Space clouds and light

Transform negative into positive,
clouds of chaos into light.


Reactive patterns are subconscious habits that are based in fear and create tension and conflict within us and around us. These can be physical addictions, self-destructive emotions, or negative thought patterns.

Overcoming our reactive habits is the key to reducing stress, balancing emotions, and mastering the mind.

When we recognize our reactive patterns we loosen the unconscious hold they have on our experience.

When we see these habits, we can actively release from them.

This clears the way for us to replace those limiting habits with thoughts and actions that express our core energy, our full creativity, and our reason for being here.


1) RECOGNIZE: Awareness is the key to moving beyond reactivity. Recognition is step one. Each day this week, pay attention to signs of discomfort. Notice, in particular, times when your reactions seem inappropriate to what is happening at the moment. Be aware of your tension. More specifically, observe FIVE SIGNS OF REACTIVITY:

1. Physical Pain, Fatigue, or Muscular Tension: Locate specific areas of tension in your body. Do certain events trigger tension in certain muscles? Do you feel tired, nauseous, light-headed, constricted, or hot or cold? Do you have pain, injury, or illness in any area of your body? Reactivity restricts energy flow and restricted energy flow is the cause of physical malady.

2. Excessive Emotional Reaction: Observe how emotional tension develops in reaction to events, persons, things, words, etc. Be on the lookout for emotion that is excessive to what is going on at the moment. For example, if you get outraged because your child stepped in the mud or because a coworker didn't write the date and time on a phone message.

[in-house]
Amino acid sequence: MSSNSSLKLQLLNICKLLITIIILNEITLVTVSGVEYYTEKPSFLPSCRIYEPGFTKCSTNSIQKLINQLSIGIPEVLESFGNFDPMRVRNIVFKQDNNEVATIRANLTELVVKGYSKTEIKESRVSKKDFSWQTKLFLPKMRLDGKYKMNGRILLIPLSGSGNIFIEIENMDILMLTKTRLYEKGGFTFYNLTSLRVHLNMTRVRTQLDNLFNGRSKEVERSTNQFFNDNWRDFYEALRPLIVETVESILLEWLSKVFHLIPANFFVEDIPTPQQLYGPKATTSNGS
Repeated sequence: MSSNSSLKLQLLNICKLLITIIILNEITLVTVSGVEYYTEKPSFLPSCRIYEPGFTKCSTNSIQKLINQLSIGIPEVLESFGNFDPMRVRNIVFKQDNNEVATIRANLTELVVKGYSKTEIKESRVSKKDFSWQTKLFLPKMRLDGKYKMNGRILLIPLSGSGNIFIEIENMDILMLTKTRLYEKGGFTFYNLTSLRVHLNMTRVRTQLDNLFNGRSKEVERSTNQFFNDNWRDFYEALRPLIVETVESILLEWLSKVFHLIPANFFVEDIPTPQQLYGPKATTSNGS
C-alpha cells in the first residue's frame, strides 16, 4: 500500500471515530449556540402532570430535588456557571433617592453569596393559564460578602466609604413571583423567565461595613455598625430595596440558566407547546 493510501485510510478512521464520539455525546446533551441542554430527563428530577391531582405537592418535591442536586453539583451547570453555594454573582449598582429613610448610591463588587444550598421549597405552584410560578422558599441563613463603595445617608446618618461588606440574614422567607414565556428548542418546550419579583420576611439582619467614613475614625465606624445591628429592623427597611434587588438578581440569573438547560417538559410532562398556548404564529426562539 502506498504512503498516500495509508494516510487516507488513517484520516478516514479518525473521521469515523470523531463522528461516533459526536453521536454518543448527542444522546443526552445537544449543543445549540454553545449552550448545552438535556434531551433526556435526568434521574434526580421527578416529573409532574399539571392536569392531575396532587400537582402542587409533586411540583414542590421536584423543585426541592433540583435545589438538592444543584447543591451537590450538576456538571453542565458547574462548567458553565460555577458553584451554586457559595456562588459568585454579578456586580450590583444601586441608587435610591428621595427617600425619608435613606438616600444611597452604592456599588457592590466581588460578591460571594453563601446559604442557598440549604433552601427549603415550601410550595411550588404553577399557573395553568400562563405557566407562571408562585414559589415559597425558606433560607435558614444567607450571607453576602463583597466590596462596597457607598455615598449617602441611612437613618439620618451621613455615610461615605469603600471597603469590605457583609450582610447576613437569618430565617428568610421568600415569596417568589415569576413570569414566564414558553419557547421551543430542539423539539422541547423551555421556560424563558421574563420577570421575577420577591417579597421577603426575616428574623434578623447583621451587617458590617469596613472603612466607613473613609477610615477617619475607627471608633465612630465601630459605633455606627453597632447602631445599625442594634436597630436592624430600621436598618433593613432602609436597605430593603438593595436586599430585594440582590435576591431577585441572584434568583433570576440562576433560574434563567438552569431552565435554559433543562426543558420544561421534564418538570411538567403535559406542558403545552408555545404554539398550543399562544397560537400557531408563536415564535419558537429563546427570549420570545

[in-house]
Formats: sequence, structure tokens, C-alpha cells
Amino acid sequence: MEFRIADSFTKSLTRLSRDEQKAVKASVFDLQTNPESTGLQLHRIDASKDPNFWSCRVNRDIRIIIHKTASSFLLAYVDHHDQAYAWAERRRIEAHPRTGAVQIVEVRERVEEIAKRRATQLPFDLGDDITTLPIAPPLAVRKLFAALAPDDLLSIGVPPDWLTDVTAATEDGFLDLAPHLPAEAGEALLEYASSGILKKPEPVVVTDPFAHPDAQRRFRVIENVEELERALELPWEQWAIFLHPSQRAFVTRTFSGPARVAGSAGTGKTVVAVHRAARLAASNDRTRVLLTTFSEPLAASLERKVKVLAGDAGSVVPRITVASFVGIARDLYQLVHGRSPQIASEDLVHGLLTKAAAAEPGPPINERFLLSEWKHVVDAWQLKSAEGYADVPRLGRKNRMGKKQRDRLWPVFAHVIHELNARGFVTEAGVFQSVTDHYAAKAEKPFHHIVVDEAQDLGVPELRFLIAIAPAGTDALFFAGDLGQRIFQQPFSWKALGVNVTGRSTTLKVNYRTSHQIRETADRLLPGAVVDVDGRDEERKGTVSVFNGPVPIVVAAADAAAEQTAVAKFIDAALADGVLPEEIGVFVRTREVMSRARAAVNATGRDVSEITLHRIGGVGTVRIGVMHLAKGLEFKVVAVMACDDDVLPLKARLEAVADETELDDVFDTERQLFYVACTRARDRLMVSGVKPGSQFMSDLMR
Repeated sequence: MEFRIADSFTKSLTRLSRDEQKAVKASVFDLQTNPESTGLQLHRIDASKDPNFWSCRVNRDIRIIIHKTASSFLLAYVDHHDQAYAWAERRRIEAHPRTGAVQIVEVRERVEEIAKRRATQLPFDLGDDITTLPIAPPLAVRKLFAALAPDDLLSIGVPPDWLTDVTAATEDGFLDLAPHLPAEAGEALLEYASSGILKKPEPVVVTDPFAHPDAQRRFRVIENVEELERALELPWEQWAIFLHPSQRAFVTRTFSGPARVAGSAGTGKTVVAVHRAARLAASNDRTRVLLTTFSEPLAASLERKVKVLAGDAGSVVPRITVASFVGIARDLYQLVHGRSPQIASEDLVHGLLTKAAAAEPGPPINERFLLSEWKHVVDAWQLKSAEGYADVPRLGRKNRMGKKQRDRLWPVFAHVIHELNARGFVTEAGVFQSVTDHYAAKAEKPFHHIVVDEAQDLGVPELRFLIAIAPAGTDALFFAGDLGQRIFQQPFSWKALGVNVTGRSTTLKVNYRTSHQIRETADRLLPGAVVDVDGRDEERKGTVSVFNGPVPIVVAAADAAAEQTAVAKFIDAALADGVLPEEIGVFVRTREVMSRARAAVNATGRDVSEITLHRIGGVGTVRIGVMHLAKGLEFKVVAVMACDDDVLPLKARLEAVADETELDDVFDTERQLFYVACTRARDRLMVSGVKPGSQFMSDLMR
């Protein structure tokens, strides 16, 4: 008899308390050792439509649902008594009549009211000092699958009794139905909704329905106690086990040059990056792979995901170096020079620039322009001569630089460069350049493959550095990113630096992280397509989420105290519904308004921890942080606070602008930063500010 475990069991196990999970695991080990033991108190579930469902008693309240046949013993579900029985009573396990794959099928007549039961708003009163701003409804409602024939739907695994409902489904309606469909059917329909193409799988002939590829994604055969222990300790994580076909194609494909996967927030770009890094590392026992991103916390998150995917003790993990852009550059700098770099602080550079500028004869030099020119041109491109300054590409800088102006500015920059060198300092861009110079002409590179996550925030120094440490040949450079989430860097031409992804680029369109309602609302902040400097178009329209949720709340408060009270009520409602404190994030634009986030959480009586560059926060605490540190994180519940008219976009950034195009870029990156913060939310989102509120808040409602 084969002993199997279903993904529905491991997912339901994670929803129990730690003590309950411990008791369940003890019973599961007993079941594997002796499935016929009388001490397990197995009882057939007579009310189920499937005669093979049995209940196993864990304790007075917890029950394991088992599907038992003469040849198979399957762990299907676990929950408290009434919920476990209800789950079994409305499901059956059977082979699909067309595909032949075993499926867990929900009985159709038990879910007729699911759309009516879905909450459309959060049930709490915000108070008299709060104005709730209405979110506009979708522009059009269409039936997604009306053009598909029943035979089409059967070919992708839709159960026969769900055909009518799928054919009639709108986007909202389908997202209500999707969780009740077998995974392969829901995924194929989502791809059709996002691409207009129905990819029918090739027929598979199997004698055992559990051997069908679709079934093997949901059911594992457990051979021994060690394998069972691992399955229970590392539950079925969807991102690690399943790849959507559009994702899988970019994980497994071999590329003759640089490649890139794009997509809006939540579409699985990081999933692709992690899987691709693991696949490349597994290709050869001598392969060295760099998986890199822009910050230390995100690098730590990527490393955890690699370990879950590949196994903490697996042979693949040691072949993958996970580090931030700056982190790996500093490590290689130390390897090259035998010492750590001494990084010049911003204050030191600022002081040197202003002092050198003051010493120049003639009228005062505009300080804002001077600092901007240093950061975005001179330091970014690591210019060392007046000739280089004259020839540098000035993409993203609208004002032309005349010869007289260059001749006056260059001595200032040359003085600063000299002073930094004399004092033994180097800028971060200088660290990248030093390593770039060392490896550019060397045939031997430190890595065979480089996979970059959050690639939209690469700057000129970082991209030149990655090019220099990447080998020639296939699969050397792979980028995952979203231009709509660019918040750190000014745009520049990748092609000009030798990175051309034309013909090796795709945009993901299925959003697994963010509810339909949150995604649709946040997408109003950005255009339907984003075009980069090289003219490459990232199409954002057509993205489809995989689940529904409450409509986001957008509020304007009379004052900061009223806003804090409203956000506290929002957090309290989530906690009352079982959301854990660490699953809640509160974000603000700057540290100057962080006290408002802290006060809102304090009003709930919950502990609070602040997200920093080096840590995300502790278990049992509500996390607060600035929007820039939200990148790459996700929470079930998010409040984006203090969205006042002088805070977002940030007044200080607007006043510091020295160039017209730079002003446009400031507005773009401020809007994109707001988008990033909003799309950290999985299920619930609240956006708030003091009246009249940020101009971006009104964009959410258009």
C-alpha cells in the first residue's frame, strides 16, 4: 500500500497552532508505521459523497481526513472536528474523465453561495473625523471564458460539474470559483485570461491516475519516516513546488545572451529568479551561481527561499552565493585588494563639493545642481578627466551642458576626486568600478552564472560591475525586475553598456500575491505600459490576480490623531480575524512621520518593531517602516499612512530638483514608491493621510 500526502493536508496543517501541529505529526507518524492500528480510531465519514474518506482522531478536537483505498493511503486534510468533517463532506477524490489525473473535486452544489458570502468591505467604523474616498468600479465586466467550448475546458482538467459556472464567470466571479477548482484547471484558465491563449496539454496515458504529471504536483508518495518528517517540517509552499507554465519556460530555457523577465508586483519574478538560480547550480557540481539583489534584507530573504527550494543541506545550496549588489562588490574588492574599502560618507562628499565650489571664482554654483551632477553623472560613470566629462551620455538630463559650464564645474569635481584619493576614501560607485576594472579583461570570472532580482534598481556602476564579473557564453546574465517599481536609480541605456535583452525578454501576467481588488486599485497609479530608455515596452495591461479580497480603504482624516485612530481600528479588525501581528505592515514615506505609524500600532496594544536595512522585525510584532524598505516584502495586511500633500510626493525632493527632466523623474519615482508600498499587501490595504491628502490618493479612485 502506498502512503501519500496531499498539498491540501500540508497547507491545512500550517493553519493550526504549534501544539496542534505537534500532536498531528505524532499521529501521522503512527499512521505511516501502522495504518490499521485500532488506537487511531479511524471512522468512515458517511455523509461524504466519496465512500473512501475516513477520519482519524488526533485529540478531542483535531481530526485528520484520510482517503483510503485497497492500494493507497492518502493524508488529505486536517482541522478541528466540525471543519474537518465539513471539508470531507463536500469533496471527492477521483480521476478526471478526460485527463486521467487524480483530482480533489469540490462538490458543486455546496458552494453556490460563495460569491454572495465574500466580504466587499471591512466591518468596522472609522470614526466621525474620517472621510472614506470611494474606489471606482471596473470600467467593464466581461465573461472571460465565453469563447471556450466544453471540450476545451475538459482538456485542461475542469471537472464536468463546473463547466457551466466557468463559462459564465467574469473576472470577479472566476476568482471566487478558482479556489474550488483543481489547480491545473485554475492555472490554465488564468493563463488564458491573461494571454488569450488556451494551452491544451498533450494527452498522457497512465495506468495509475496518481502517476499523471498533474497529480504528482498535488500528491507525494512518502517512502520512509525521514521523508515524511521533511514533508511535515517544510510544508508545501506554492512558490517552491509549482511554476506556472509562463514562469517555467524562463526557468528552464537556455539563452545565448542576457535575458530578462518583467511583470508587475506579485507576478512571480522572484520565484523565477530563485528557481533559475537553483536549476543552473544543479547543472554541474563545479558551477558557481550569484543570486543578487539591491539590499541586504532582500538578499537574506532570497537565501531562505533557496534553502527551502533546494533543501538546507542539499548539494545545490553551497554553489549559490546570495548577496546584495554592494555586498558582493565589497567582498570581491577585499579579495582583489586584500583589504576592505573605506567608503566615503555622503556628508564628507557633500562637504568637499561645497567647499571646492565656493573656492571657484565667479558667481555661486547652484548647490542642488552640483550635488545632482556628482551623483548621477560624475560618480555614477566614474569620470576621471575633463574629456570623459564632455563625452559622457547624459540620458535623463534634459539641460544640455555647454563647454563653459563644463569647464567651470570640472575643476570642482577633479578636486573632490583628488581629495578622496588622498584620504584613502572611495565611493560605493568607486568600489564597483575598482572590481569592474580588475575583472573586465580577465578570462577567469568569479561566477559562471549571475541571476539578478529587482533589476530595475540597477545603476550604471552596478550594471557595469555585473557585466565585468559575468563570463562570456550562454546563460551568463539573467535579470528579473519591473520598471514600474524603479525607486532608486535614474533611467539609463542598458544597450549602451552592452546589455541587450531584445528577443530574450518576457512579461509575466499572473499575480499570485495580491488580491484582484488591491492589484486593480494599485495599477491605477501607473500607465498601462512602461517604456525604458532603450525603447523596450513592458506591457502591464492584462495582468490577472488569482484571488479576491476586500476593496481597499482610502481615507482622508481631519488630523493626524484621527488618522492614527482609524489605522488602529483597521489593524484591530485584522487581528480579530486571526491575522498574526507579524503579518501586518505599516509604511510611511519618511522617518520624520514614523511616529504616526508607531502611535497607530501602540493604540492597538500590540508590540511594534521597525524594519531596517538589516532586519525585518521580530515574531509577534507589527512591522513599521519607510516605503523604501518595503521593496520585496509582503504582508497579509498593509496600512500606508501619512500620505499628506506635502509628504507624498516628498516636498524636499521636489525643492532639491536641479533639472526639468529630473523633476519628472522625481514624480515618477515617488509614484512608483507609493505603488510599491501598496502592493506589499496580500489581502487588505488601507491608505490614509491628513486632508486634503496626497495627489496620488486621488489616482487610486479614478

Be gentle on yourself and be honest. We are highly automatic. Observe this state without judging it as good or bad. Accept whatever presents itself. It's simply the way we are at this moment. Judging ourselves is just another reaction to a reaction. Soon we will see that we often live as chains of mechanical behavior. One reaction leads to another, to another, and so on. Recognition is self-honesty, which inspires greater honesty with and from others.

3. "Black and White" Thinking: Recognize inaccurate thought patterns that create tension. Reactivity sees life as black and white, all or nothing, completely good or bad, this or that with no in-between. Notice times when you think or say, "You always do that to me" or "You never listen" or "I'm just a bad person" or "We're right, they're wrong, " or "I'll never be able to. . ." or "This is a lousy day." See how expectations color your interpretive lens. Preconceived ideas over-generalize and interfere with seeing things as they are. Nothing is black and white. There are infinite shades and hues if we free our perception from the limitations imposed by our conditioned fears. Things change every moment.

4. Projected Criticism or Blame: Be on the lookout for times when you blame someone else for something that happened to you. Be alert to times when you find fault, when you criticize another in your private mind, out loud to someone else, or to the person directly. Shine the light of awareness on those comments. Take note of those moments without judging yourself. We all do it and we can all move beyond it. The way past it begins with nonjudgmental recognition. Remember, that which we criticize in another is something that we judge in ourselves.

5. Guilt Over Past Events or Worry Over Future Events: Notice when you feel guilty over something you've have done in the past or worry about something that may happen in the future. The past is over and done, the future is uncertain. The only time that we can take action is right now, in the present. Focusing on guilt increases feelings of guilt. Focusing on worry increases worry. Focusing on what we can do this moment to build a better life is the way to a better life. Redemption and success can only take place in the present. Each day this week, recognize time spent feeling guilty over past thoughts, feelings, and actions or worrying about what may or may not happen in the future. Reactivity traps us in those two time zones.